One tip I have learned from doing many tastings is to go back through each of the samples once you taste all of them because you can usually pick up different characteristics of the beers a second time around. Doing so with this tasting meant that one of the beers I had really liked the first time tasted heavily oxidized by the time it had warmed up a bit, like cardboard and lipstick. On a side note, I actually don’t usually mind oxidation in beers. I don’t want to spend real money on a beer and find out that it’s oxidized, but I don’t mind the cardboard, lipstick, old library book aroma and taste sometimes. I also like the smell of old banks and tire stores, so there you go.

One beer stood out among all of them as being by far the best. It was the one with a slight fruity ester aroma and was comparably more flavorful than the others, with a fuller body and slightly grape-like flavor. It was more complex and had a nice, bitter-balanced finish. Another one wasn’t quite as good, but still ranked second for both of us. To me, it had a slight mineral aroma and a clean, balanced finish you should expect from a lager. The rest of the samples were downhill from there and trying to rank them was like trying to rank different glasses of water. The vomit one was definitely last, but the other three were all about the same, although I ranked the oxidized beer third. Once we had our rankings, it was time for the big unveiling.

And the winner is…

Heineken - with the caveat that it was in a can, so I wasn’t distracted by the skunkiness (read more about what causes skunkiness in my blog post about Corona v. Corona Familiar).  

Second place? Miller Lite, with its slight mineral aroma and balanced finish.

Third place because I don’t mind oxidation sometimes: Sapporo.

The sample into which I poured all the beers scored fourth for me. Again, the first three beers stood out to me as did the one I ranked last, so the middle three beers were really interchangeable. It is interesting to note that mixing all six beers together did not really make a difference in taste – I wrote “no real aroma, tastes like bitter water and butter” in my notes.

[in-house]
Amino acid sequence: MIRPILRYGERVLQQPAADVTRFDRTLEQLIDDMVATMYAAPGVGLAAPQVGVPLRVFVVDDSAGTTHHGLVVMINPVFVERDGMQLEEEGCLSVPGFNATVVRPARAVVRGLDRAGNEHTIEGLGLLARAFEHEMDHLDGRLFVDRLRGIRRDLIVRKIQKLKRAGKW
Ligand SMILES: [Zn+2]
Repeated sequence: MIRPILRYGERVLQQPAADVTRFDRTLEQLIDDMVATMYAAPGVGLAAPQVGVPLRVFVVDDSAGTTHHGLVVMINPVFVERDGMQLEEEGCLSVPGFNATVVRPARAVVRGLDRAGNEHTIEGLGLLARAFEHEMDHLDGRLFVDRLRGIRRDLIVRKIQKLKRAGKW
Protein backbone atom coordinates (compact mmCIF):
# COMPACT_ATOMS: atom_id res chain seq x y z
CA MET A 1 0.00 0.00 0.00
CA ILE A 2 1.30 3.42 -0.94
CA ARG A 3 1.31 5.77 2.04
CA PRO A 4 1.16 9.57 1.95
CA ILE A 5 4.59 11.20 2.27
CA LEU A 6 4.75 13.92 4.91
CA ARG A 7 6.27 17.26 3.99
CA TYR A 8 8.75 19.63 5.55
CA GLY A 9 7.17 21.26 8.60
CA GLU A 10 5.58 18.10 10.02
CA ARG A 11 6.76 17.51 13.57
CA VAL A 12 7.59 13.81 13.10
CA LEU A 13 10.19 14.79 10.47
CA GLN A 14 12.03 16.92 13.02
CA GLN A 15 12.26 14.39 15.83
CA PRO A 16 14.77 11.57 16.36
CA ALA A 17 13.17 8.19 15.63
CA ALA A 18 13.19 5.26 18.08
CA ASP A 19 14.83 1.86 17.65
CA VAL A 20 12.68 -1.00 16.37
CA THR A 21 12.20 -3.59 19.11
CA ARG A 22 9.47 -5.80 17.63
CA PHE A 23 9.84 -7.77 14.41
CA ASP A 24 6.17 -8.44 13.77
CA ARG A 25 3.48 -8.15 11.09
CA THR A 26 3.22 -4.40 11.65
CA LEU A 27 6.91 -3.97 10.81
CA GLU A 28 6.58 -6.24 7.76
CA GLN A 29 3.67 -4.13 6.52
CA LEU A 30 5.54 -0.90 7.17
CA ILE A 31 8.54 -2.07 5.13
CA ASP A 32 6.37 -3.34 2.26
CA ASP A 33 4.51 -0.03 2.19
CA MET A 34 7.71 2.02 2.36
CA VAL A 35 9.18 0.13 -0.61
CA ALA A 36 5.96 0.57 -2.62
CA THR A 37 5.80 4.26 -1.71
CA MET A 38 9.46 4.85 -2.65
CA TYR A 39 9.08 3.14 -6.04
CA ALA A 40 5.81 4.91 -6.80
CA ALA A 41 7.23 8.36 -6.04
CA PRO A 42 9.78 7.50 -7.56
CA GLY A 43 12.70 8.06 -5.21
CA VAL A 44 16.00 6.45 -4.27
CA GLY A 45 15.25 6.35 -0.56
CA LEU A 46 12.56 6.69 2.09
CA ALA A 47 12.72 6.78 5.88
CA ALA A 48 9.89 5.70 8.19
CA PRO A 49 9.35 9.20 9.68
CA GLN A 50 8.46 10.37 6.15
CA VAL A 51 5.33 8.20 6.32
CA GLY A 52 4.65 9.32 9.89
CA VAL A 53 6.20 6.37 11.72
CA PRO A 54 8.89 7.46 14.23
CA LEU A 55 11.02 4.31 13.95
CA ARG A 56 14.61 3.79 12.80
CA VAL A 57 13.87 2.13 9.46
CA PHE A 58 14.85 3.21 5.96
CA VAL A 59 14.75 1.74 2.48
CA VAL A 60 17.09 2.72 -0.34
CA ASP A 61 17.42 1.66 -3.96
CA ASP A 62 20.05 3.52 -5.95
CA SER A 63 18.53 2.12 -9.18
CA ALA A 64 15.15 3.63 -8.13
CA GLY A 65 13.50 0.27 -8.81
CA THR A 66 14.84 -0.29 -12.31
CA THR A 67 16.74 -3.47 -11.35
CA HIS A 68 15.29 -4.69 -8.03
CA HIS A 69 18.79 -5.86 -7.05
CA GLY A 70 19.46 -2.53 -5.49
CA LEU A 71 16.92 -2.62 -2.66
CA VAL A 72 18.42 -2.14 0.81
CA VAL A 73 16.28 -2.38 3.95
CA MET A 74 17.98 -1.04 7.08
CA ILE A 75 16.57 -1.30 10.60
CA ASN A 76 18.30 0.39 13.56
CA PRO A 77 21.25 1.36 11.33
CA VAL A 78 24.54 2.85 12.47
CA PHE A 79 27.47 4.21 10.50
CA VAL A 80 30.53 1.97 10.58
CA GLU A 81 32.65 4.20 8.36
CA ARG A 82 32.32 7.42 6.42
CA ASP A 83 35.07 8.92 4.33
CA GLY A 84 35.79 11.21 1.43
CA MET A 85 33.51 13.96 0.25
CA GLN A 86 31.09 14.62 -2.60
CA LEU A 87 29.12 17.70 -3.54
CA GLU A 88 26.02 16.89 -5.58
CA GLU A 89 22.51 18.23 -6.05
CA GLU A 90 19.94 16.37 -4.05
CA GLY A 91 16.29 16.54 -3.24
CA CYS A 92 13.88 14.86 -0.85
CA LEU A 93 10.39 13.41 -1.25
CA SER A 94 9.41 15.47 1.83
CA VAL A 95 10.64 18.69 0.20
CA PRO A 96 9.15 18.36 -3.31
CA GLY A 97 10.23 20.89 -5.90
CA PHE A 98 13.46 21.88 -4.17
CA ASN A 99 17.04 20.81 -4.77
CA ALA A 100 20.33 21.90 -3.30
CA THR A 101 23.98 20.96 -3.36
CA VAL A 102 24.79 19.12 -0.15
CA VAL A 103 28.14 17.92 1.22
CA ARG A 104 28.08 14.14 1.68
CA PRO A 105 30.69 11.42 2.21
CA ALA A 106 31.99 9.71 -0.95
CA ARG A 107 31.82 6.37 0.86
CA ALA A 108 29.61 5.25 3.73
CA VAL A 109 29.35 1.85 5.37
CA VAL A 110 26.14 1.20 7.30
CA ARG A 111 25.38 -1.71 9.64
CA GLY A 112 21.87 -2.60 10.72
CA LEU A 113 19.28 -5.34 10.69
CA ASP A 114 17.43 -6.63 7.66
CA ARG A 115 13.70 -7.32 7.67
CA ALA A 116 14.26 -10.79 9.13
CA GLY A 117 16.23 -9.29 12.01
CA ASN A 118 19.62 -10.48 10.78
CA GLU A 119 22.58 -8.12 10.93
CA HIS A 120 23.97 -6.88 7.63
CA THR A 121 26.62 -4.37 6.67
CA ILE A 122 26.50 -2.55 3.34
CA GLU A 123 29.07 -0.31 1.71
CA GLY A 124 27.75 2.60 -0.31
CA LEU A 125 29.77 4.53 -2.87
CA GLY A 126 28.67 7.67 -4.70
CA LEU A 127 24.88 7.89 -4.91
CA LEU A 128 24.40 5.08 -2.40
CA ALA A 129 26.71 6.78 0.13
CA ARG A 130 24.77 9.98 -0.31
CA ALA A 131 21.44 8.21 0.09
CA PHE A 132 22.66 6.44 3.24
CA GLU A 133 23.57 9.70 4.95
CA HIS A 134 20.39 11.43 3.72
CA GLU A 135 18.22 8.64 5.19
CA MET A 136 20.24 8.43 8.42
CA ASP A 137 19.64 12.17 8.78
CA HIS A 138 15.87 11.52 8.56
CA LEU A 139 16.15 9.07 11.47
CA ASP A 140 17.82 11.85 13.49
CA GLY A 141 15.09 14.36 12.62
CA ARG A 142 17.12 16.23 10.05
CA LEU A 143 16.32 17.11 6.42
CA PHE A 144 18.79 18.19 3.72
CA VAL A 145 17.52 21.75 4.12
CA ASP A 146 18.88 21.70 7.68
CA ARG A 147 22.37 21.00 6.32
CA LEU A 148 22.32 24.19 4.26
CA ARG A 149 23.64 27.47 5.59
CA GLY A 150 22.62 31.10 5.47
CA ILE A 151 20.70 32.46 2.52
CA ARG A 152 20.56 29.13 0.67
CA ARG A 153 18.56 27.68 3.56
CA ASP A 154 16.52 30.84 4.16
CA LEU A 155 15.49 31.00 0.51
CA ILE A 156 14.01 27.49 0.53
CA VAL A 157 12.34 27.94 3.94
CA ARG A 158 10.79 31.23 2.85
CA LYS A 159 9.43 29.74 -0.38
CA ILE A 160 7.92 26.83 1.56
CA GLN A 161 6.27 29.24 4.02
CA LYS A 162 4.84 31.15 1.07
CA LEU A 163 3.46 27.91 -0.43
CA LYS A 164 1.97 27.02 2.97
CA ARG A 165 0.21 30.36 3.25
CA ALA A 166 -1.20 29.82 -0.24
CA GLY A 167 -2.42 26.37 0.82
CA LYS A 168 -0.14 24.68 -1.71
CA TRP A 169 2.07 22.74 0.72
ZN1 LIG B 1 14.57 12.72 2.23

Fifth and sixth place went to Budweiser and Bud Light, respectively.

The (dis)honor for last place went to Coors Light. To be fair, it was also the beer I sampled last and thus it had warmed up considerably. When I tasted it cold, it was better.

After we concluded the tasting, we looked up the ingredients for each beer, which made our choices make a lot of sense. Heineken has an all-grain recipe and contains no adjuncts, which explains the fuller body and more complex taste. Miller Lite uses flaked corn, while Budweiser, Bud Light, and Sapporo use flaked rice. Coors Light uses the largest amount of corn and rice out of the beers I sampled. I guess one lesson I learned from the taste test is that I prefer beers that contain flaked corn as an adjunct rather than flaked rice, which is helpful to know when I’m faced with only American adjunct lagers to drink.

Flaked rice looks as unexciting as it tastes.

Flaked rice looks as unexciting as it tastes.

If you’re like me and it’s been awhile since you had an American or International lager, I recommend grabbing a few different ones sometime and trying them out to see the differences between beers brewed with corn and rice. At around $2.00 for a 24 ounce can, you can get several for the cost of a six-pack of craft beer. If nothing else, doing a taste test will make you appreciate craft beer that much more.